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 Exercise [16.08] 
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Joined: 26 Mar 2010, 04:39
Posts: 109
Post Exercise [16.08]
We consider the function f(a,b)=((a+b)^2+3a+b)/2. We must show that this function provides a 1-1 mapping between the natural numbers and the pairs (a,b) of natural numbers.

To do this we must show:
1. f:\mathbb{N}\times\mathbb{N}\to\mathbb{N} (i.e. the range of f lies in \mathbb{N})
2. For any natural number n we can find a unique pair of natural numbers (a_n,b_n) such that f(a_n,b_n)=n

The first part is obvious if we just consider the different choices of (a,b) modulo 2 to see that (a+b)^2+3a+b is always an even number and thus f(a,b)\in\mathbb{N}.

For the second part, we notice that f can be expressed recursively according to:
f(0,0)=0
f(a,b) + 1 = \begin{cases}f(a+1,b-1)& b>0\\ f(0,a+1) & b=0\end{cases}

This shows us how to construct any natural number and thus for any natural number n we can find a pair of natural numbers (a_n,b_n) such that f(a_n,b_n)=n as required. It remains to show uniqueness. Actually this is obvious from the construction, but I'll prove it explicitly:

Suppose f(a,b)=f(c,d) where (a,b)\neq (c,d). Suppose first that a+b=c+d and without loss of generality suppose a>c. Then
f(a,b) = f(c,d) + (a-c) > f(c,d)
which is a contradiction. Hence we must have a+b\neq c+d.

Suppose then, without loss of generality, that a+b>c+d, or in other words a+b-1\geq c+d. Then we have (noting that f is monotone in the first variable):
f(a,b) \geq f(0,a+b) > f(a+b-1,0) \geq f(c+d,0)\geq f(c,d)
In other words f(a,b) >f(c,d), which is again a contradiction.

Hence we have that f(a,b)=f(c,d) if and only if a=c and b=d, which establishes uniqueness.


15 May 2010, 07:43
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Joined: 07 Jun 2008, 08:21
Posts: 235
Post Re: Exercise [16.08]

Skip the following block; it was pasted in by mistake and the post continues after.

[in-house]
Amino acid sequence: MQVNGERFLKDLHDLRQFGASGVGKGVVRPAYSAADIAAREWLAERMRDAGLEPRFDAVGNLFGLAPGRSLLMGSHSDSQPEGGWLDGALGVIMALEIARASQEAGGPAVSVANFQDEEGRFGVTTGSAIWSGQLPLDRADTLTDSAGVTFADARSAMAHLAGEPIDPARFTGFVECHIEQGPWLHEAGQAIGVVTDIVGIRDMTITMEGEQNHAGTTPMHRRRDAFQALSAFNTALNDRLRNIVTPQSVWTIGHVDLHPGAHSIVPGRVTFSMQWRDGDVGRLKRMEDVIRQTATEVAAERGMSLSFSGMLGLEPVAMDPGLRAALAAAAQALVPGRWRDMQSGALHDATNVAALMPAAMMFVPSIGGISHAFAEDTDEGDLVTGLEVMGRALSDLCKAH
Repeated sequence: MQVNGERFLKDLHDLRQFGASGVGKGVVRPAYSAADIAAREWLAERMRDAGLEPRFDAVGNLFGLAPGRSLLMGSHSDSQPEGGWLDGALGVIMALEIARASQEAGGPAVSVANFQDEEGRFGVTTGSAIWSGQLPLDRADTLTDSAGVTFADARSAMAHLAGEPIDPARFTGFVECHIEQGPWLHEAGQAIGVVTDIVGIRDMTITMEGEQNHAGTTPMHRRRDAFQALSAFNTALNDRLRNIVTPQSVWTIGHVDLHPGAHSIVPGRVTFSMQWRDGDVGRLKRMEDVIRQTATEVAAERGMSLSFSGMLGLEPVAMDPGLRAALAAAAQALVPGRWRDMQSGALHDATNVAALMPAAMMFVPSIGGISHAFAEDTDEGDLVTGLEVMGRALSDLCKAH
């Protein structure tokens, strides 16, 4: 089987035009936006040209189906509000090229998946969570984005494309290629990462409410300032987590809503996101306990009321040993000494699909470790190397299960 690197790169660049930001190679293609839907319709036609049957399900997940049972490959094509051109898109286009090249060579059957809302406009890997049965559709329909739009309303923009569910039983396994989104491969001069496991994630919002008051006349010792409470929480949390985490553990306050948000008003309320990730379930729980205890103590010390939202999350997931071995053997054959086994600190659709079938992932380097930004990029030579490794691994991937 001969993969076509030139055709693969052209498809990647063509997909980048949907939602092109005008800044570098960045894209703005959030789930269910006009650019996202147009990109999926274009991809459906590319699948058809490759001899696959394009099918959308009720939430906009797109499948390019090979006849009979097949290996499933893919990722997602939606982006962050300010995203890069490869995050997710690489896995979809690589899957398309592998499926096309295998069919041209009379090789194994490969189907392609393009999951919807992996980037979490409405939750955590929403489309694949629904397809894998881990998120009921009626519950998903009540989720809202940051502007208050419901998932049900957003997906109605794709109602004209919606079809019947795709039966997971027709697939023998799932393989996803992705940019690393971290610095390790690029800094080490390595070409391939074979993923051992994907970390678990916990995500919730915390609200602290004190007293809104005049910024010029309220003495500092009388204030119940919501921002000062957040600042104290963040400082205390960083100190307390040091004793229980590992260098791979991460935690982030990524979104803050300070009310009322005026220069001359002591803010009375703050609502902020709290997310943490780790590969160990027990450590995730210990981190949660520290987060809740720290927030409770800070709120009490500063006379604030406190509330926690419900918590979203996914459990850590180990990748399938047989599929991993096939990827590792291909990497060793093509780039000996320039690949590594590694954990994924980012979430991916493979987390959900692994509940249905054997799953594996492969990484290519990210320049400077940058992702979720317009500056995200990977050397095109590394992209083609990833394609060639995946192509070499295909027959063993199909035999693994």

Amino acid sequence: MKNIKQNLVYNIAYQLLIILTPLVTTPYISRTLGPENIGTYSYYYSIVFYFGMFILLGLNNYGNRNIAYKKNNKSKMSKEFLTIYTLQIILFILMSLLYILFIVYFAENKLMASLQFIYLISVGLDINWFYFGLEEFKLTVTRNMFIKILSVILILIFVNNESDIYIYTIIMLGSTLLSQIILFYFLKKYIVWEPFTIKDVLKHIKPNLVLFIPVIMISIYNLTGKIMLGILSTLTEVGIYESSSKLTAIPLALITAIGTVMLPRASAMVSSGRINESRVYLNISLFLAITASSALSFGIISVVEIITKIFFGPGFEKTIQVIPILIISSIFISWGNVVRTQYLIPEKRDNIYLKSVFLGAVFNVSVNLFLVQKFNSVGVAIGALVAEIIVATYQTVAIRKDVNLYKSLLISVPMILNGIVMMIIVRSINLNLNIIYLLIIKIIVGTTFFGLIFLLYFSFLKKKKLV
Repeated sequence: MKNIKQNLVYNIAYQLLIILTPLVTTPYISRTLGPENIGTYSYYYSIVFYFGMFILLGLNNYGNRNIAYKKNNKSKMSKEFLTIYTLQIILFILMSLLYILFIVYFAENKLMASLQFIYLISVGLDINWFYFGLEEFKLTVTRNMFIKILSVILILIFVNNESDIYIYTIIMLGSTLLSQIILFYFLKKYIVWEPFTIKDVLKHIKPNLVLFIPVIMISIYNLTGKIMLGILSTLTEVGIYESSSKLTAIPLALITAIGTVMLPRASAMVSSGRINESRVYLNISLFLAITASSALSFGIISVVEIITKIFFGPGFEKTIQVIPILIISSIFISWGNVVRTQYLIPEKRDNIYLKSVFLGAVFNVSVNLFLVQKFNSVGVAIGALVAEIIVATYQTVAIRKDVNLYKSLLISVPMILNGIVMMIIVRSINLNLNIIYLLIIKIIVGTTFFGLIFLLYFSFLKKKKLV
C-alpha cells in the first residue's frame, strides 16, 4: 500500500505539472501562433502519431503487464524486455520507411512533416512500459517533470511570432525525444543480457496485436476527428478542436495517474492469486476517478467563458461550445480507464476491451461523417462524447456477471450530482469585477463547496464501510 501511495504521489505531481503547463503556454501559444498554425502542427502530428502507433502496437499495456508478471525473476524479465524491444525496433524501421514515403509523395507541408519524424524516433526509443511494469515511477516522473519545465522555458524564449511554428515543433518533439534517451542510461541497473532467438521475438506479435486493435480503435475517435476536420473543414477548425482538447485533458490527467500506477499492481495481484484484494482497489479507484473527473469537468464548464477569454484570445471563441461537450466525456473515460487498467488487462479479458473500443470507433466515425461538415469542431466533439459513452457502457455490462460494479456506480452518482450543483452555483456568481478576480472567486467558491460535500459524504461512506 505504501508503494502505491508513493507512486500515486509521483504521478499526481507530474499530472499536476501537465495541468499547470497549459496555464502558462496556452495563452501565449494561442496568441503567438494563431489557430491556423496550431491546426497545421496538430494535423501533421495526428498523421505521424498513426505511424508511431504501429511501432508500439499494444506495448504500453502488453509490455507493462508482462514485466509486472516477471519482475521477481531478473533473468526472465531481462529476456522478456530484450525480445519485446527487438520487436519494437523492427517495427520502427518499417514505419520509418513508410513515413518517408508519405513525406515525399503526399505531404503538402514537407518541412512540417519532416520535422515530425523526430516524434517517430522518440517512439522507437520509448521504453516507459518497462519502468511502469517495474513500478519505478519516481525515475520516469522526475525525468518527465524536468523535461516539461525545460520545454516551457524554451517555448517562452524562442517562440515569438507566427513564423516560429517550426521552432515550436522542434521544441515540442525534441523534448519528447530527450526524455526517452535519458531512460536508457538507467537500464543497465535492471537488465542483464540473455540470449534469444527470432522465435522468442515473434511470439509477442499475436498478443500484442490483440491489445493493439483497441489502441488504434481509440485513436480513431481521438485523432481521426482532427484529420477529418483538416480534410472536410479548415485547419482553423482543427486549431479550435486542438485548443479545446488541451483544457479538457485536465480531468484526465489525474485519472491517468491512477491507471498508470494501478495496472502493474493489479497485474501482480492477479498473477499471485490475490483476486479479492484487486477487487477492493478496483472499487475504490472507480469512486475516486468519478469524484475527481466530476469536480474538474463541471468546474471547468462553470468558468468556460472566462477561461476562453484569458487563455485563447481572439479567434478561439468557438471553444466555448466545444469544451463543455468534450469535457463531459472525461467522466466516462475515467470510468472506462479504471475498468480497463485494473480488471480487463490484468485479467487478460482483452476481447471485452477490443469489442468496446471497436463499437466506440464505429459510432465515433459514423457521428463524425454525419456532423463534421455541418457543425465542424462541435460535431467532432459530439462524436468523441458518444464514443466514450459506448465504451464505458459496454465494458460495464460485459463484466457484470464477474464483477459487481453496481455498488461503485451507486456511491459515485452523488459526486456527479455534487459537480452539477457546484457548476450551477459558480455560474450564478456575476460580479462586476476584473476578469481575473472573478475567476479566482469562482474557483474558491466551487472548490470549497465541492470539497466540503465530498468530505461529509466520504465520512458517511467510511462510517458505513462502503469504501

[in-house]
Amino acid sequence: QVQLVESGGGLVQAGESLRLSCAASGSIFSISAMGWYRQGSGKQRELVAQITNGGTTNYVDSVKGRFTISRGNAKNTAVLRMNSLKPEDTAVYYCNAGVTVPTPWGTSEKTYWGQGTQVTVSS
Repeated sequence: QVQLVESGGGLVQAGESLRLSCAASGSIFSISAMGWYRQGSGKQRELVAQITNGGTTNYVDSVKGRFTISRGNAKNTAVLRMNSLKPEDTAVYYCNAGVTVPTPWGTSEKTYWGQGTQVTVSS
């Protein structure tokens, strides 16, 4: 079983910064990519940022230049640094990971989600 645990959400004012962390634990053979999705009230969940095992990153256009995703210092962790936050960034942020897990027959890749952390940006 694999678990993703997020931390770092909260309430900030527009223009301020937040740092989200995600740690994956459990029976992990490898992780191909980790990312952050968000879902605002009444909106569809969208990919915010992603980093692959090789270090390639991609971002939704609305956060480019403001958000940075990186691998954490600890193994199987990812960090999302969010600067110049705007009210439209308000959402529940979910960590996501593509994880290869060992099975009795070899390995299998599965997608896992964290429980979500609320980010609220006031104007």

Robin
Presumably you've seen the other solution to this exercise via the sorted solutions link here.


26 May 2010, 08:55

Joined: 12 Jul 2010, 07:44
Posts: 154
Post Re: Exercise [16.08]
Trying to work out why the formula provided maps NxN onto N, as the solutions above do, is actually the harder way to approach this problem.

A much easier and more intuitive way is to start by designing a 1-1 map from N onto NxN as follows:

0 1 3 6 ...
2 4 7 ...
5 8
9
.
.

i.e. number along each diagonal layer in turn.

Now, this numbering pattern implies a formula from (x,y) to n (the number at that point). To construct this formula, note that (x+y) gives the "layer number" (assuming in the diagram above that y increases in the downwards direction).

The first (topmost) number in each layer l is equal to the total number of numbers (points) in all the previous layers - that is, in the triangle (0,0) --> (l-1, 0) --> (0, l-1). Numbering then increases as you move vertically downward in a layer.

The number of points in this triangle is l(l+1)/2. Since (x+y) is the "layer number", substitute l=x+y, to get the starting number for a layer, and then add y for the downward increase along (within) the layer:

n = (x+y)(x+y+1)/2 + y

= ((x+y)^2 + 3y + x)/2

...which is exactly the formula given, just with (b,a) replacing (x,y)!


03 Apr 2011, 08:36
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